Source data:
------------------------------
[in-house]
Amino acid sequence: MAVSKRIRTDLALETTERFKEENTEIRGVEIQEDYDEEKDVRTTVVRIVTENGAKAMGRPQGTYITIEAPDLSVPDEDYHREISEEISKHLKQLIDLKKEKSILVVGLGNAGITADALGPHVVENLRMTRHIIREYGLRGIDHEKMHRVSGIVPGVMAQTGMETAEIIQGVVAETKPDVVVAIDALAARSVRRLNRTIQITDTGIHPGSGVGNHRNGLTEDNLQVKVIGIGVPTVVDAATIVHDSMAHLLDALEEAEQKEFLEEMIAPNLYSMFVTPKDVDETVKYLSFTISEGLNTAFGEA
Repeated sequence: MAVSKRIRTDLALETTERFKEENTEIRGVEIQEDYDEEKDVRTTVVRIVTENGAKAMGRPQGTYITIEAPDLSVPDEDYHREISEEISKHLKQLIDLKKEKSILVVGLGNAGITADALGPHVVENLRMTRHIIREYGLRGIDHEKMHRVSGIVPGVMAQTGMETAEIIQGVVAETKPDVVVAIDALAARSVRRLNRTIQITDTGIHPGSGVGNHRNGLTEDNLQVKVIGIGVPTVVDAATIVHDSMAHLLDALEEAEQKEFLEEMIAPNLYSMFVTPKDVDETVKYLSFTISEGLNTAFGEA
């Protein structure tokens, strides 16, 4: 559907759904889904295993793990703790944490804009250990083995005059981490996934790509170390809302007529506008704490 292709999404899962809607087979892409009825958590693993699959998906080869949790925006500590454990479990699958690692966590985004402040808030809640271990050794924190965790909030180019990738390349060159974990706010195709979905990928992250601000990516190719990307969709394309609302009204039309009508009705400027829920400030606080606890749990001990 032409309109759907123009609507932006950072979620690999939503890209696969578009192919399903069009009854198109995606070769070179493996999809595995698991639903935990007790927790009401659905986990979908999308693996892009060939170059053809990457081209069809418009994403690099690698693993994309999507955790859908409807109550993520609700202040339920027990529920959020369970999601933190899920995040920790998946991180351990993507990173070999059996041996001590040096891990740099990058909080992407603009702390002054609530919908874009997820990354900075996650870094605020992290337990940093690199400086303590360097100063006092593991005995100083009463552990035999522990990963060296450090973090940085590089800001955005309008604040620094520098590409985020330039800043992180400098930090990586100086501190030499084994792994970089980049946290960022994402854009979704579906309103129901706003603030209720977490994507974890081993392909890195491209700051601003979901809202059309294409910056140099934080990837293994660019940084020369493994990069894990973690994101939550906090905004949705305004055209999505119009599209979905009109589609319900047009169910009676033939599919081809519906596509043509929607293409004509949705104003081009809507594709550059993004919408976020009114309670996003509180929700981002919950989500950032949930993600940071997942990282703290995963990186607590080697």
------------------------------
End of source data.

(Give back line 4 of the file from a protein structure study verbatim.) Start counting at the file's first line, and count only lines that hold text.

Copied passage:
């Protein structure tokens, strides 16, 4: 559907759904889904295993793990703790944490804009250990083995005059981490996934790509170390809302007529506008704490 292709999404899962809607087979892409009825958590693993699959998906080869949790925006500590454990479990699958690692966590985004402040808030809640271990050794924190965790909030180019990738390349060159974990706010195709979905990928992250601000990516190719990307969709394309609302009204039309009508009705400027829920400030606080606890749990001990 032409309109759907123009609507932006950072979620690999939503890209696969578009192919399903069009009854198109995606070769070179493996999809595995698991639903935990007790927790009401659905986990979908999308693996892009060939170059053809990457081209069809418009994403690099690698693993994309999507955790859908409807109550993520609700202040339920027990529920959020369970999601933190899920995040920790998946991180351990993507990173070999059996041996001590040096891990740099990058909080992407603009702390002054609530919908874009997820990354900075996650870094605020992290337990940093690199400086303590360097100063006092593991005995100083009463552990035999522990990963060296450090973090940085590089800001955005309008604040620094520098590409985020330039800043992180400098930090990586100086501190030499084994792994970089980049946290960022994402854009979704579906309103129901706003603030209720977490994507974890081993392909890195491209700051601003979901809202059309294409910056140099934080990837293994660019940084020369493994990069894990973690994101939550906090905004949705305004055209999505119009599209979905009109589609319900047009169910009676033939599919081809519906596509043509929607293409004509949705104003081009809507594709550059993004919408976020009114309670996003509180929700981002919950989500950032949930993600940071997942990282703290995963990186607590080697």